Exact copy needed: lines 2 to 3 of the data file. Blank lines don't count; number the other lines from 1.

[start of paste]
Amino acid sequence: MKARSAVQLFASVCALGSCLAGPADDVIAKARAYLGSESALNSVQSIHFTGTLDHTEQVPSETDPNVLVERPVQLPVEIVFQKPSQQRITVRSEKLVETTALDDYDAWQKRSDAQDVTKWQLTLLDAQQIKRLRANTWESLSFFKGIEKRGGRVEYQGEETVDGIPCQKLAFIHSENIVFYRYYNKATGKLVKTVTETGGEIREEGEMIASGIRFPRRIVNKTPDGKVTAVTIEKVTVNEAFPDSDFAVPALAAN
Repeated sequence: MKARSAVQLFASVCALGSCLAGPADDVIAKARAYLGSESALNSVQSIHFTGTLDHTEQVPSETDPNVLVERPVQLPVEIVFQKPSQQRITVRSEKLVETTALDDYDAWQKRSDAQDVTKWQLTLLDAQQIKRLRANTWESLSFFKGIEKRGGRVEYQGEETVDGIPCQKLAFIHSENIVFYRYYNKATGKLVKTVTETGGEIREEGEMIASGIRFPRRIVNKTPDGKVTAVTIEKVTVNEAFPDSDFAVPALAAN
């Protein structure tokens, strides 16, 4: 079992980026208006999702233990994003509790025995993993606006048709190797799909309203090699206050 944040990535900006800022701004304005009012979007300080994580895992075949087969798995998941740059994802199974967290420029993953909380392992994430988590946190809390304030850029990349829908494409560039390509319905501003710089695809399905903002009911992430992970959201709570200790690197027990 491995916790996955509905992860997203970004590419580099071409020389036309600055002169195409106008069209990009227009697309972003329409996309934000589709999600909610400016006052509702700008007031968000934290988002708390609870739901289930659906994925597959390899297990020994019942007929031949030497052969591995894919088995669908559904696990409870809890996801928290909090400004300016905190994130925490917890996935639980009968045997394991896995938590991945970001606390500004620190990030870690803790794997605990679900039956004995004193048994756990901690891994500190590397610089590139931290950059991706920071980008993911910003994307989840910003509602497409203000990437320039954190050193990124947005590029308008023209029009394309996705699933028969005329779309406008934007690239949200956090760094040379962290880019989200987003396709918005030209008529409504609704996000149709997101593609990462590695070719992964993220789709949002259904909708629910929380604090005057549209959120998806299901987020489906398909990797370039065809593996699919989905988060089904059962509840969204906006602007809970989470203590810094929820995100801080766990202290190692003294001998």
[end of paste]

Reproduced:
Repeated sequence: MKARSAVQLFASVCALGSCLAGPADDVIAKARAYLGSESALNSVQSIHFTGTLDHTEQVPSETDPNVLVERPVQLPVEIVFQKPSQQRITVRSEKLVETTALDDYDAWQKRSDAQDVTKWQLTLLDAQQIKRLRANTWESLSFFKGIEKRGGRVEYQGEETVDGIPCQKLAFIHSENIVFYRYYNKATGKLVKTVTETGGEIREEGEMIASGIRFPRRIVNKTPDGKVTAVTIEKVTVNEAFPDSDFAVPALAAN
């Protein structure tokens, strides 16, 4: 079992980026208006999702233990994003509790025995993993606006048709190797799909309203090699206050 944040990535900006800022701004304005009012979007300080994580895992075949087969798995998941740059994802199974967290420029993953909380392992994430988590946190809390304030850029990349829908494409560039390509319905501003710089695809399905903002009911992430992970959201709570200790690197027990 491995916790996955509905992860997203970004590419580099071409020389036309600055002169195409106008069209990009227009697309972003329409996309934000589709999600909610400016006052509702700008007031968000934290988002708390609870739901289930659906994925597959390899297990020994019942007929031949030497052969591995894919088995669908559904696990409870809890996801928290909090400004300016905190994130925490917890996935639980009968045997394991896995938590991945970001606390500004620190990030870690803790794997605990679900039956004995004193048994756990901690891994500190590397610089590139931290950059991706920071980008993911910003994307989840910003509602497409203000990437320039954190050193990124947005590029308008023209029009394309996705699933028969005329779309406008934007690239949200956090760094040379962290880019989200987003396709918005030209008529409504609704996000149709997101593609990462590695070719992964993220789709949002259904909708629910929380604090005057549209959120998806299901987020489906398909990797370039065809593996699919989905988060089904059962509840969204906006602007809970989470203590810094929820995100801080766990202290190692003294001998």